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What are mitigating circumstances?

On Behalf of | Feb 26, 2024 | Criminal Defense

When determining sentences for criminal convictions, the court will look at a number of factors. No two cases are the same and sentences reflect this. For example, an individual with multiple prior convictions may receive a harsher sentence than someone with no prior record, even though both were convicted of the same offense.

Another aspect that can come into play during sentencing is whether there were any mitigating circumstances. What are mitigating circumstances?

Examples of mitigating factors

Aggravating factors, such as heinousness, severe violence, lack of remorse and prior convictions can increase the severity of a sentence. Mitigating factors, on the other hand, can do the opposite.

Some of the most common forms of mitigating factors include:

  • The age of the offender- Often, minors are treated less harshly as they tend to have no prior convictions. The court may be more willing to give minors a second chance rather than imposing a heavy sentence, as long as there were no aggravating factors present.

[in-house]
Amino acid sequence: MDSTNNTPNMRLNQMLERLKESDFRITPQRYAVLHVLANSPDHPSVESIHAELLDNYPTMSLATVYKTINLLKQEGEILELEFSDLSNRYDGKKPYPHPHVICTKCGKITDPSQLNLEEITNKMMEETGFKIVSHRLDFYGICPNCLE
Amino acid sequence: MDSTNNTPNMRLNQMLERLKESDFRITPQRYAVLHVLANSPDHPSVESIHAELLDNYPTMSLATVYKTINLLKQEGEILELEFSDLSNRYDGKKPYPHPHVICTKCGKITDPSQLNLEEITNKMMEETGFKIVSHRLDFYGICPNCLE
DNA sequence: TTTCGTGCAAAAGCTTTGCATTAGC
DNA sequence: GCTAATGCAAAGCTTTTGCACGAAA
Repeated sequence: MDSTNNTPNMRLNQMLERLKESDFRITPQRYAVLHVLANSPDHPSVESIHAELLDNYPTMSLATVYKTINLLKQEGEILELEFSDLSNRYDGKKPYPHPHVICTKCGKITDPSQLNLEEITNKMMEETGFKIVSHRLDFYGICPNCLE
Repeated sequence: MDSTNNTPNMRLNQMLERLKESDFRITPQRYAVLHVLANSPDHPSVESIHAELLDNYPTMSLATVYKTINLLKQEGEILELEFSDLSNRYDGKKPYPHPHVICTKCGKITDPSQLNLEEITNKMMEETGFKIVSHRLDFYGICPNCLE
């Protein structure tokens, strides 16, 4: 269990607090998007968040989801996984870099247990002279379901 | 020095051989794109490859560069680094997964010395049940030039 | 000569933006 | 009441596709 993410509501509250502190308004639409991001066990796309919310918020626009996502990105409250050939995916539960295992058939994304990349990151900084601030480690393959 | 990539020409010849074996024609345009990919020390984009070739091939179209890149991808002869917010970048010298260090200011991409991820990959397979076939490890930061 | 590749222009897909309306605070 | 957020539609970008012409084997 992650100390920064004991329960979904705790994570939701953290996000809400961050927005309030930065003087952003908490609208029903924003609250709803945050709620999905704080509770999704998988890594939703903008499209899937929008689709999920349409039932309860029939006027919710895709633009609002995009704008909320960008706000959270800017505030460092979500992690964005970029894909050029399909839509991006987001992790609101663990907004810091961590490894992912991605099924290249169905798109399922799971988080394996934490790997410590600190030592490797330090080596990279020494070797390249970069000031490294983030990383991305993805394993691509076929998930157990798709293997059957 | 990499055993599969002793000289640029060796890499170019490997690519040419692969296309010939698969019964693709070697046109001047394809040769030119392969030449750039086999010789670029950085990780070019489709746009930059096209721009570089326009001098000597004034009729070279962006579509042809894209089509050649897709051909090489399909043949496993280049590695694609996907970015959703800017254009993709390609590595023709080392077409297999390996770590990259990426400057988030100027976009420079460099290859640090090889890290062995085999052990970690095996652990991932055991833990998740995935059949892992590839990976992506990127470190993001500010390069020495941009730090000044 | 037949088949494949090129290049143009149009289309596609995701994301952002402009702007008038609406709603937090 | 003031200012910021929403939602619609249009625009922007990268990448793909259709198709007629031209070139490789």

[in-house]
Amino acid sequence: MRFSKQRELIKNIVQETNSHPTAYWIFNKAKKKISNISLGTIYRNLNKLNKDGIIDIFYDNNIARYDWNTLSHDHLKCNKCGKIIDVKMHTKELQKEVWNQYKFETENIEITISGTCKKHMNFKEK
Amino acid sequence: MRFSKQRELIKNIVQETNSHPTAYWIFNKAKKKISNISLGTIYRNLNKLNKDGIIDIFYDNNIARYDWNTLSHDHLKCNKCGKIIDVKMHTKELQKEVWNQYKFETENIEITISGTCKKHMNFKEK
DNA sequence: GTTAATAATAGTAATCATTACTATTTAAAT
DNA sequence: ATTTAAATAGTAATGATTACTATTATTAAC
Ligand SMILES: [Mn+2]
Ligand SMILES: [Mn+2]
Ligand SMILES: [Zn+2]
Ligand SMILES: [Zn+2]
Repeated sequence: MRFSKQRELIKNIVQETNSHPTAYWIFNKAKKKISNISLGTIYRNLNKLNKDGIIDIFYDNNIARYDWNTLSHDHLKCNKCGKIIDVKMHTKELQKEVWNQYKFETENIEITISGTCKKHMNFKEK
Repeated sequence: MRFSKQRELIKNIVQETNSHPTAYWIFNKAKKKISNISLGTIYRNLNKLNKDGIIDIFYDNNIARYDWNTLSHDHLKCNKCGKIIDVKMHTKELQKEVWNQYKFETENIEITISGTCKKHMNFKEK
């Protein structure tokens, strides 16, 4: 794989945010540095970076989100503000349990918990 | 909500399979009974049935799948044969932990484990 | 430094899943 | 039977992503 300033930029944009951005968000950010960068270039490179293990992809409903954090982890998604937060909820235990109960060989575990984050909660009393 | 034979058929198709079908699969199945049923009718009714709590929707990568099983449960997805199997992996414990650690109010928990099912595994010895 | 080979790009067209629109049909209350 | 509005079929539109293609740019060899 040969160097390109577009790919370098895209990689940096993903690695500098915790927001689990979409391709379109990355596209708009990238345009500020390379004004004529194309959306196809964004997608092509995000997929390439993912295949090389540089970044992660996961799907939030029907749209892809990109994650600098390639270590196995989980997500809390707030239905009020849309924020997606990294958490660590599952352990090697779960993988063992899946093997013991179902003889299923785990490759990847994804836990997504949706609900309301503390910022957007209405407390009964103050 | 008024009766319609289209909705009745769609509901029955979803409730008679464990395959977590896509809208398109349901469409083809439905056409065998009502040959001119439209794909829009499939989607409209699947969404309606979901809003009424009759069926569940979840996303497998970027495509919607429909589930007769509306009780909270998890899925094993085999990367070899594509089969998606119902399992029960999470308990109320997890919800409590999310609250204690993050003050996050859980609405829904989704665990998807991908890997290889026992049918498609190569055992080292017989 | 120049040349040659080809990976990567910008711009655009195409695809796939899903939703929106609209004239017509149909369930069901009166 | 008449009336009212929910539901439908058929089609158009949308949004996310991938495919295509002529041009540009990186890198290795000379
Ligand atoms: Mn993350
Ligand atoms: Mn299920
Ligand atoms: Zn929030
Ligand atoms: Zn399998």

• The role of the offender- The precise role of the offender may also be considered during sentencing. If the offender played more of an accomplice role, then the sentence received may be more lenient than the ring leader.
  • Whether or not the offender was coerced- In some cases, the convicted party may have been forced into committing the offense. For example, in gang-related activities, a person is often forced to commit a crime as an initiation. The failure to complete this task can result in violent repercussions. This may be used as a mitigating factor during the trial and sentencing deliberations.

Sentencing is an important aspect of criminal defense. To ensure that you are treated fairly, it will benefit you to have legal guidance on your side.